Most medical professionals recommend that we get one hour of exercise per day most days of the week — every day, if possible. But as busy parents and working professionals know all too well, finding that hour to devote to exercise can be quite a challenge. In fact, most people cite “not enough time in the day” as one of the biggest obstacles to getting the exercise they need.
Fortunately, one study has found that 30 minutes of exercise may be all you need to get the same health benefits that you’d get from 60 minutes.
Researchers recruited 61 young men (ages 20 to 40) to participate in this study. All the men were healthy, had normal blood pressure and blood sugar levels, and were not taking any medication, but at the same time, moderately overweight and sedentary (not engaged in any regular exercise program).
During the 13-week trial, the men were divided into a sedentary control group, a moderate exercise group (30 minutes of aerobic activity per day for a total of 300 calories burned) and a high exercise group (60 minutes of aerobic activity per day for a total of 600 calories burned).
Researchers instructed the men to engage in any type of aerobic activity they wanted (such as walking, running or cycling) every day, but three days a week, they were told to increase the intensity.
At the end of the intervention period, researchers found that, even though the high exercise group used twice as much energy as the moderate exercise group, both groups lost similar amounts of weight and body fat. Specifically, the high group lost an average of 2.7 kg, or 5.9 lbs, while the moderate group lost an average of 3.6 kg, or 7.9 lbs. Body fat reduction for both groups was about 14%.
In addition, both groups had about the same amount of accumulated energy balance, which is the balance of calories consumed compared to calories burned. The accumulated negative energy balance was approximately 20% worse than expected in the high exercise group and about 80% better than expected in the moderate exercise group.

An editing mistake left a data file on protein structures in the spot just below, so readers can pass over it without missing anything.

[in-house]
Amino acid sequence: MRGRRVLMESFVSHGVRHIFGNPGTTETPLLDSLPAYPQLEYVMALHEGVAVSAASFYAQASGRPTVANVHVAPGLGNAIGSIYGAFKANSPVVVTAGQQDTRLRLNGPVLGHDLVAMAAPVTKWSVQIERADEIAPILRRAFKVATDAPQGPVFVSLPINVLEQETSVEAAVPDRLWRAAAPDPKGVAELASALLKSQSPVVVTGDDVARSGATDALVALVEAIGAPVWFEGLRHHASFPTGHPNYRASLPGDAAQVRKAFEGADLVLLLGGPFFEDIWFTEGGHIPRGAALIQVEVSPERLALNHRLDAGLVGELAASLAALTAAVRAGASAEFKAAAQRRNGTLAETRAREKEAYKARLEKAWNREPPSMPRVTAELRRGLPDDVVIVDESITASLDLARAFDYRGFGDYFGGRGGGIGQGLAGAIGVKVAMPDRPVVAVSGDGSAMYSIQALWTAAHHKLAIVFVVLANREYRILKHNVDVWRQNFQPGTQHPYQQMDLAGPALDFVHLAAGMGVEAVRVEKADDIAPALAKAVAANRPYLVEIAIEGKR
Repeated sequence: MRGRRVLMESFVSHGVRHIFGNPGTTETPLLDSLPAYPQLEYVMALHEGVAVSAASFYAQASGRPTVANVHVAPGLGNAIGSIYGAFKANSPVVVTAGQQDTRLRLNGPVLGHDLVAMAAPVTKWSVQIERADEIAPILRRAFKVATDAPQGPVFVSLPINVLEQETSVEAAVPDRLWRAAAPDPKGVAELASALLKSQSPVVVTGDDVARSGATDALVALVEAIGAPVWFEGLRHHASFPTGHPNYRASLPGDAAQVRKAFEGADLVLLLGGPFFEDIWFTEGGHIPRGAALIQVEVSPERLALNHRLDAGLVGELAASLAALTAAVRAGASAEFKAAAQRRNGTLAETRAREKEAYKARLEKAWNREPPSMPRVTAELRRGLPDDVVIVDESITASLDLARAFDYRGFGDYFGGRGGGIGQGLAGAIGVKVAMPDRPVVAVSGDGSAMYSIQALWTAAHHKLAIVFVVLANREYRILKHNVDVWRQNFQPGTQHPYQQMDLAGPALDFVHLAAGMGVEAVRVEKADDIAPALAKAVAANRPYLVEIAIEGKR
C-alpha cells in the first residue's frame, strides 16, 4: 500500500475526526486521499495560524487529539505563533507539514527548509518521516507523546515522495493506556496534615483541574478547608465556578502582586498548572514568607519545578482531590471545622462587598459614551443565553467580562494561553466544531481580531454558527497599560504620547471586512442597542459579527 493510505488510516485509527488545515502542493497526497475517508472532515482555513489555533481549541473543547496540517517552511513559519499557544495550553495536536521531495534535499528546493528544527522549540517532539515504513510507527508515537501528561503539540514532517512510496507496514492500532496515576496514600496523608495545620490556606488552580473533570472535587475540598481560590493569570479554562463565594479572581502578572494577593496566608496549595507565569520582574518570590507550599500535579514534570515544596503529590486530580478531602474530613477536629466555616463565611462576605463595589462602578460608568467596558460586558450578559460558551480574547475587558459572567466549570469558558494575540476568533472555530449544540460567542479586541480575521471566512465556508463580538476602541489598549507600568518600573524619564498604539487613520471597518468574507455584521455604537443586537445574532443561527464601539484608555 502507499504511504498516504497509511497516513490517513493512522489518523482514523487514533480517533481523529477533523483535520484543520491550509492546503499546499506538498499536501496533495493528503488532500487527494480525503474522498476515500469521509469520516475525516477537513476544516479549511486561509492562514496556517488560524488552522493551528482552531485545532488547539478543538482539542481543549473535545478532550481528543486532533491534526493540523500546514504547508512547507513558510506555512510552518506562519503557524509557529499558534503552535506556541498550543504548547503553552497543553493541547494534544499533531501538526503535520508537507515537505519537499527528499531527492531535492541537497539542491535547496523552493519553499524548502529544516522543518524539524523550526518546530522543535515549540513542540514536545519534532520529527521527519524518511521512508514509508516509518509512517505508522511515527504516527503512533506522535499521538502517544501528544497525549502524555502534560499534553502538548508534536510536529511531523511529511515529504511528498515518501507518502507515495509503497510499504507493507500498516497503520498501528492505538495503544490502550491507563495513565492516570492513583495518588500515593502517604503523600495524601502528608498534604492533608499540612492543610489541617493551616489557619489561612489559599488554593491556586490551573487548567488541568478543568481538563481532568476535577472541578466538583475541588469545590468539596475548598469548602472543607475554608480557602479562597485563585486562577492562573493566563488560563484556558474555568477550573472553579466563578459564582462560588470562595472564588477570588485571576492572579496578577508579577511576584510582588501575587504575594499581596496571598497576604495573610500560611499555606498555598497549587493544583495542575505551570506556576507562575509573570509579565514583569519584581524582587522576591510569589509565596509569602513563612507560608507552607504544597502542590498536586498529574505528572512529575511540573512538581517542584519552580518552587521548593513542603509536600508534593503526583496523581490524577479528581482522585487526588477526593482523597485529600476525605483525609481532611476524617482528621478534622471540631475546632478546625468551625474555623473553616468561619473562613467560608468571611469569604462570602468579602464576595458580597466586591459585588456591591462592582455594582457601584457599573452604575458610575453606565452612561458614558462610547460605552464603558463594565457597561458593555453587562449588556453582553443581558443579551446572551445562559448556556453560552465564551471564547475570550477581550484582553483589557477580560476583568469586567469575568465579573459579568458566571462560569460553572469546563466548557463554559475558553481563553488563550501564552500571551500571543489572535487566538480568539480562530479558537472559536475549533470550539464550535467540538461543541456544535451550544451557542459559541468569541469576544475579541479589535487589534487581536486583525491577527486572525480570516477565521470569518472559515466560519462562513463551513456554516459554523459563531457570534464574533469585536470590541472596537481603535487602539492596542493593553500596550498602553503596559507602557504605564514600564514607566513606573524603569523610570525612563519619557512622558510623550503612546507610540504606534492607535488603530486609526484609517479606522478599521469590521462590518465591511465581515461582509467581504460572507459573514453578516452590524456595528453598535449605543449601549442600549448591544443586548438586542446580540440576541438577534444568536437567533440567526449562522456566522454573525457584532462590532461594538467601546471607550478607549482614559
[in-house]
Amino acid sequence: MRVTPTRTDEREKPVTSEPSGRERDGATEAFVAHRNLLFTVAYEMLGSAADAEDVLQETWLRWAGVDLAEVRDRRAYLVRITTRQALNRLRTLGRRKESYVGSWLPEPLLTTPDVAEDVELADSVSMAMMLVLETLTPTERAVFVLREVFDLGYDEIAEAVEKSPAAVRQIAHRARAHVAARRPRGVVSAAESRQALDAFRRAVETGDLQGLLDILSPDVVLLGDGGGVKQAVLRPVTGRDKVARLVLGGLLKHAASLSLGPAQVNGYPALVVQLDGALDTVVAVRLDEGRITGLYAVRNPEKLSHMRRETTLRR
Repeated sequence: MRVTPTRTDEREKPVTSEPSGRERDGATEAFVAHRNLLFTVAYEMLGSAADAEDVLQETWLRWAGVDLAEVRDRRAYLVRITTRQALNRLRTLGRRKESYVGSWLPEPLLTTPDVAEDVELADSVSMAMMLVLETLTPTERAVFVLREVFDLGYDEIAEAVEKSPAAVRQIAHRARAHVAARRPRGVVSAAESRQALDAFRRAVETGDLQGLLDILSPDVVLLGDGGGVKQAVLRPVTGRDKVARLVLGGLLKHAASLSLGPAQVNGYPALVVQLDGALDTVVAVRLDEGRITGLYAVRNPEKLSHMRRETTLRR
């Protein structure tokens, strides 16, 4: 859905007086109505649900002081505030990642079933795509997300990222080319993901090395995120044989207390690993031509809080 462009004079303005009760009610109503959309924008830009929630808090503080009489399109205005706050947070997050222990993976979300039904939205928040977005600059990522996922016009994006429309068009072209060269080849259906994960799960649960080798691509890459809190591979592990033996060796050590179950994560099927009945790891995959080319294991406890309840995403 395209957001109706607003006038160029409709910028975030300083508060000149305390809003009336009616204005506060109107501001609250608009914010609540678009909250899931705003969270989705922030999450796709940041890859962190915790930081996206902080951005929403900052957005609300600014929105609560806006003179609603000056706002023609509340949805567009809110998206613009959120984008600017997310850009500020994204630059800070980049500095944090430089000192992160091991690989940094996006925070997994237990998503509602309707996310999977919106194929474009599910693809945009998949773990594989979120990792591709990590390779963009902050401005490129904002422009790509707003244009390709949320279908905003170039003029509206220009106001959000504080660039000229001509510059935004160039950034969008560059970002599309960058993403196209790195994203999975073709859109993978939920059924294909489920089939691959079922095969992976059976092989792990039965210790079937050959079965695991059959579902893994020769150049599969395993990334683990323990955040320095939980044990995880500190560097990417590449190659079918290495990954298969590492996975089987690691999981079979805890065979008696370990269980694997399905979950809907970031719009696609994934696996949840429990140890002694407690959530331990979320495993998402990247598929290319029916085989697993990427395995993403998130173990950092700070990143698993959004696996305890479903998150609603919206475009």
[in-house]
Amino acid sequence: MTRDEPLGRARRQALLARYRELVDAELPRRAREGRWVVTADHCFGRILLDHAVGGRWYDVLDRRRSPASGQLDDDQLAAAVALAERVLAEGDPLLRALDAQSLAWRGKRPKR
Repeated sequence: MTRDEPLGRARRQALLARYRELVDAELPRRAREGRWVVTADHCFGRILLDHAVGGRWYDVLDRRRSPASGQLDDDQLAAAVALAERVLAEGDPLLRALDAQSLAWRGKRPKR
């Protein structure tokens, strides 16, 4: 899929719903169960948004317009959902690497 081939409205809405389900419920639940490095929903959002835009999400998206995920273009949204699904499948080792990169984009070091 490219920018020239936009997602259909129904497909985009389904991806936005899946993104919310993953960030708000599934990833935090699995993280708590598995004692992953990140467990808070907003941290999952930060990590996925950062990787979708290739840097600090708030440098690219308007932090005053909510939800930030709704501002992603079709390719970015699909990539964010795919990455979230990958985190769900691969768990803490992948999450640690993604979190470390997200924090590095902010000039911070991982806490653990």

According to researchers, both exercise regimes “led to identical negative accumulated energy balance when calculated from actual changes in body composition over the intervention period. The resulting weight loss… was comprised exclusively of fat mass, demonstrating that even a modest exercise-induced weight loss can be a meaningful ‘healthy’ weight loss.”
They concluded that just 30 minutes a day of concentrated exercise can provide equally good weight loss as 60 minutes.
Now There’s Really No Excuse to Not Exercise
This is excellent news for those of us who find that an hour is too much time to carve out of our hectic schedules. Almost everyone can find 30 minutes to work out, even if it’s early in the morning before the rest of the family wakes up, or later at night after the kids are in bed, or even during our lunch hour. (Just think — 30 minutes for exercise, 15 minutes to shower and dress, 15 minutes to eat!)
So now there really is no excuse. Get out there and start moving for 30 minutes, and reap the health rewards. If you can find time to exercise for longer than 30 minutes, great. But now we have scientific evidence that shows it’s not necessary, and that even smaller amounts of exercise matter.
 Rosenkilde M et al. Body fat and compensatory mechanisms in response to different doses of aerobic exercise — a randomized controlled trial in overweight sedentary males. Am J Physiol Regul Integr Comp Physiol. 2012 Sep;303(6):R571-9.